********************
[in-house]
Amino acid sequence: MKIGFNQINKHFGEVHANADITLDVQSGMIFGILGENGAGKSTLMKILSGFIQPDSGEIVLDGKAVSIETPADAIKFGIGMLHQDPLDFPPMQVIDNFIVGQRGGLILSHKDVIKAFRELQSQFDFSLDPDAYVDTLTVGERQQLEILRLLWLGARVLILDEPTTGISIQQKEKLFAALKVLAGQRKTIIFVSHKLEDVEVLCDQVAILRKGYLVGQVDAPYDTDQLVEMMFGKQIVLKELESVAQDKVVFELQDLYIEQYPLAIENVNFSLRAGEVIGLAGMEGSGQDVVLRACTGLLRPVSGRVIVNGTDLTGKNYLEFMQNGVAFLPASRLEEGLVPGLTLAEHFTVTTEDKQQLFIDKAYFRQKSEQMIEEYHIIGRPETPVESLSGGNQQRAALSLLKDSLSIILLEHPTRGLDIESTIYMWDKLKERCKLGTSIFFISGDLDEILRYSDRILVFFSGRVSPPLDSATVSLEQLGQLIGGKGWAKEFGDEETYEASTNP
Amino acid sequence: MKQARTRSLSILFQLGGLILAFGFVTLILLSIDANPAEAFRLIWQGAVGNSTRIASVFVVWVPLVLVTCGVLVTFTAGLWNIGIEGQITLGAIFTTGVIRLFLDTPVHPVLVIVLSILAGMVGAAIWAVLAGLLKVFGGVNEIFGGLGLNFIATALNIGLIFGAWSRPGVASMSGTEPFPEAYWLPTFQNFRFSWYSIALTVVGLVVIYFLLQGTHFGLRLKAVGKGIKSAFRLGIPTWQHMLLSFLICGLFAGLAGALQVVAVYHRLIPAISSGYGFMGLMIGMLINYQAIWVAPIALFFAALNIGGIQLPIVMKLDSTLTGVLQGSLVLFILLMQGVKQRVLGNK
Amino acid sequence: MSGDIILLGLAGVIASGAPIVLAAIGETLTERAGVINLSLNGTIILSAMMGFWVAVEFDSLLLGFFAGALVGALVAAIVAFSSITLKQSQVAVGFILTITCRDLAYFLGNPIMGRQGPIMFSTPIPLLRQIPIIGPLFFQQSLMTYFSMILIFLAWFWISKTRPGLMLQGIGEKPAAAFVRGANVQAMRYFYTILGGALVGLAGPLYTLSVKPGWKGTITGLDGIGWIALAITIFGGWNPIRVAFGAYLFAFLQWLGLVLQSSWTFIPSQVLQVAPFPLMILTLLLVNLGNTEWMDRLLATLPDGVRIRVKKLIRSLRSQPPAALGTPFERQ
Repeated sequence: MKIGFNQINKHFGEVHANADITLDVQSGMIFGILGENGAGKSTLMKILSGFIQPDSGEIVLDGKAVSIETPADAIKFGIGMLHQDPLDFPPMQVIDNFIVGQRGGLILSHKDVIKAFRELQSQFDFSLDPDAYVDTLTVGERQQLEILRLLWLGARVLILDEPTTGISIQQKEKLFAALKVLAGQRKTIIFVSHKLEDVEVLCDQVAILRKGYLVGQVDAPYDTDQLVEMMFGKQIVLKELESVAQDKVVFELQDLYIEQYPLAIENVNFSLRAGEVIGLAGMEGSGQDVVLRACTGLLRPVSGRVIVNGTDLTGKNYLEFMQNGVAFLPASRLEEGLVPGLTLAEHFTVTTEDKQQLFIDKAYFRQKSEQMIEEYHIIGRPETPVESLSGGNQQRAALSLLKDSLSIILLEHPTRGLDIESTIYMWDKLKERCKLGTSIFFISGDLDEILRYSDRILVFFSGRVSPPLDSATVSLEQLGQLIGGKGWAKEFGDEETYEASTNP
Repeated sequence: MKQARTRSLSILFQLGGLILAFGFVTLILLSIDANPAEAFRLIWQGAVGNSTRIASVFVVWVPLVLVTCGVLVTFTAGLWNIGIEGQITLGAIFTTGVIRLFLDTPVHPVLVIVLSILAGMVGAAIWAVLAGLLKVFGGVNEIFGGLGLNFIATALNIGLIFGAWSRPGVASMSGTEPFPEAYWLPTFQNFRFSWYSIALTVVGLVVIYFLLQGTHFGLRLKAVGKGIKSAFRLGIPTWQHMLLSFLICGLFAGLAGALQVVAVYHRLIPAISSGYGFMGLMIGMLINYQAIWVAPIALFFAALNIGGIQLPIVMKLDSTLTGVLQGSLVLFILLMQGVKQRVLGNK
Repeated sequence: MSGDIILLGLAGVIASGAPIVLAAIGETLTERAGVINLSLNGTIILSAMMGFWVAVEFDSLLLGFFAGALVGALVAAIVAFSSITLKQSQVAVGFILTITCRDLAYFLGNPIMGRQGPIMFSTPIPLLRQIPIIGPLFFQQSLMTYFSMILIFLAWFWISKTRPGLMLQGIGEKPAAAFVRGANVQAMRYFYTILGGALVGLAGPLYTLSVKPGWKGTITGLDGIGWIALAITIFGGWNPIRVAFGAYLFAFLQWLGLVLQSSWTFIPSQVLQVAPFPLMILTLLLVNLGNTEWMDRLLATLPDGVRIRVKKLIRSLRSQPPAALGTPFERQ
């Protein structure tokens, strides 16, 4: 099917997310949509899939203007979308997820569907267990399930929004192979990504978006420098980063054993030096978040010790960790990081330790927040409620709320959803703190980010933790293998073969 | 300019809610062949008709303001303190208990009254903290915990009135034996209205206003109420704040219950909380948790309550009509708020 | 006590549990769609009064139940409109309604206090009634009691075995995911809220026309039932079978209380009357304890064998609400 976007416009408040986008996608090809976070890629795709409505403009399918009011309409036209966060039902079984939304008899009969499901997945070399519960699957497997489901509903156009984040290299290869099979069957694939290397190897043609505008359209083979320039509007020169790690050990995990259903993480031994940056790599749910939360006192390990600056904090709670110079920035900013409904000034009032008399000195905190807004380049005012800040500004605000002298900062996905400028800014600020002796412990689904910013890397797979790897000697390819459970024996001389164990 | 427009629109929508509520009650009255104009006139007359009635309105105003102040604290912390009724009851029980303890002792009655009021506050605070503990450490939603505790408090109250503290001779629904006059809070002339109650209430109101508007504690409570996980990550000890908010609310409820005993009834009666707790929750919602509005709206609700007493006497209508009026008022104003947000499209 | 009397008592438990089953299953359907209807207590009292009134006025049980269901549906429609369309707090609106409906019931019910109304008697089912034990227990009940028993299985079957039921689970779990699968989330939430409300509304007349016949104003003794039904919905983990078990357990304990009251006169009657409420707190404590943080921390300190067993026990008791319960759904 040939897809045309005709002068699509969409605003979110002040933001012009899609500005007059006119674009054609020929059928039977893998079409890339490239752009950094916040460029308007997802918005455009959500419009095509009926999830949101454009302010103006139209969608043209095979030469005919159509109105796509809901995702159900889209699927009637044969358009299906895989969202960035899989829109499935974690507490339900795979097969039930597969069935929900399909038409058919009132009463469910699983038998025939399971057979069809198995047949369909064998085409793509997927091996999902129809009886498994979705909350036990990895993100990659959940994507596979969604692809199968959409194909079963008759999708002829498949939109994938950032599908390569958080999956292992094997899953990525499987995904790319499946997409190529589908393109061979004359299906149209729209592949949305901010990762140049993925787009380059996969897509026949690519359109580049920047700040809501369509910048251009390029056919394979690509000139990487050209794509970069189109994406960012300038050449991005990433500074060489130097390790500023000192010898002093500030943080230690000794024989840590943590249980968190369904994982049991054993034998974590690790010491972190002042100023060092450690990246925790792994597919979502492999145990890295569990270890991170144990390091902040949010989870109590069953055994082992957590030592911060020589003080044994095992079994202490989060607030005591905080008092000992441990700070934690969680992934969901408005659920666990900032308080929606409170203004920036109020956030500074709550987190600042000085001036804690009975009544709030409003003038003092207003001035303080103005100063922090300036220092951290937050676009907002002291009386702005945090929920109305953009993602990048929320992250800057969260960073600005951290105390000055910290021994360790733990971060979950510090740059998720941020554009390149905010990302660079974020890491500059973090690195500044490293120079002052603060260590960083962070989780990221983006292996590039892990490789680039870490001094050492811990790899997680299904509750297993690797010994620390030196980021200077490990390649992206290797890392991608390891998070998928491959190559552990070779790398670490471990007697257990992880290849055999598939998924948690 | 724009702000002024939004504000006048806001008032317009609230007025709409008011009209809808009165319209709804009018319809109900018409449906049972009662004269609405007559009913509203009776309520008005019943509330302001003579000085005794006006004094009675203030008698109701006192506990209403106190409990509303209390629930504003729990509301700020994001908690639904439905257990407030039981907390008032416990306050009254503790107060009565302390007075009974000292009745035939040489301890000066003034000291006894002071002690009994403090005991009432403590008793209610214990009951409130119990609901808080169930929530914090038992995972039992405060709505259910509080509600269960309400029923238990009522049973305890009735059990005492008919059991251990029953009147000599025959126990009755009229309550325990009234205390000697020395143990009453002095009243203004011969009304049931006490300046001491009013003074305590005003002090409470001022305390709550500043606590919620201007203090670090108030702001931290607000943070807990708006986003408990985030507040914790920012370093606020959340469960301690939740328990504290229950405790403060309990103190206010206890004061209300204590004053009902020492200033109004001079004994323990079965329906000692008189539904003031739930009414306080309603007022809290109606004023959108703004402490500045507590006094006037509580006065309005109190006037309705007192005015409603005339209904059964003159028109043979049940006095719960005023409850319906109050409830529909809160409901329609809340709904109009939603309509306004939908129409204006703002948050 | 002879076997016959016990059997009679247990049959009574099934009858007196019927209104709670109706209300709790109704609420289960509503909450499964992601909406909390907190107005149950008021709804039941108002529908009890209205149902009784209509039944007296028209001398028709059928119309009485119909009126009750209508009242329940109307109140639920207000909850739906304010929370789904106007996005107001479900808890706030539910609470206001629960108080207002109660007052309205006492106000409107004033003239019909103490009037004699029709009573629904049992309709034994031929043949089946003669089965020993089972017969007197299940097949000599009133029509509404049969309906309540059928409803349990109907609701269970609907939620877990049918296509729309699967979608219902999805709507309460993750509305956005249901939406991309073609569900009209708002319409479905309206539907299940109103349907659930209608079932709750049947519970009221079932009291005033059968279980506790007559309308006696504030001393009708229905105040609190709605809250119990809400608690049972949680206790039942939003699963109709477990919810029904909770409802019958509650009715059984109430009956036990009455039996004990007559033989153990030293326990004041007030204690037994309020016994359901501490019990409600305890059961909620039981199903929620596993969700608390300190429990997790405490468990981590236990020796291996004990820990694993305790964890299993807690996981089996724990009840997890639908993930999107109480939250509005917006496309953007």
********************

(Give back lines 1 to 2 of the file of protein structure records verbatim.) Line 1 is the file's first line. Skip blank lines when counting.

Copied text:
[in-house]
Amino acid sequence: MKIGFNQINKHFGEVHANADITLDVQSGMIFGILGENGAGKSTLMKILSGFIQPDSGEIVLDGKAVSIETPADAIKFGIGMLHQDPLDFPPMQVIDNFIVGQRGGLILSHKDVIKAFRELQSQFDFSLDPDAYVDTLTVGERQQLEILRLLWLGARVLILDEPTTGISIQQKEKLFAALKVLAGQRKTIIFVSHKLEDVEVLCDQVAILRKGYLVGQVDAPYDTDQLVEMMFGKQIVLKELESVAQDKVVFELQDLYIEQYPLAIENVNFSLRAGEVIGLAGMEGSGQDVVLRACTGLLRPVSGRVIVNGTDLTGKNYLEFMQNGVAFLPASRLEEGLVPGLTLAEHFTVTTEDKQQLFIDKAYFRQKSEQMIEEYHIIGRPETPVESLSGGNQQRAALSLLKDSLSIILLEHPTRGLDIESTIYMWDKLKERCKLGTSIFFISGDLDEILRYSDRILVFFSGRVSPPLDSATVSLEQLGQLIGGKGWAKEFGDEETYEASTNP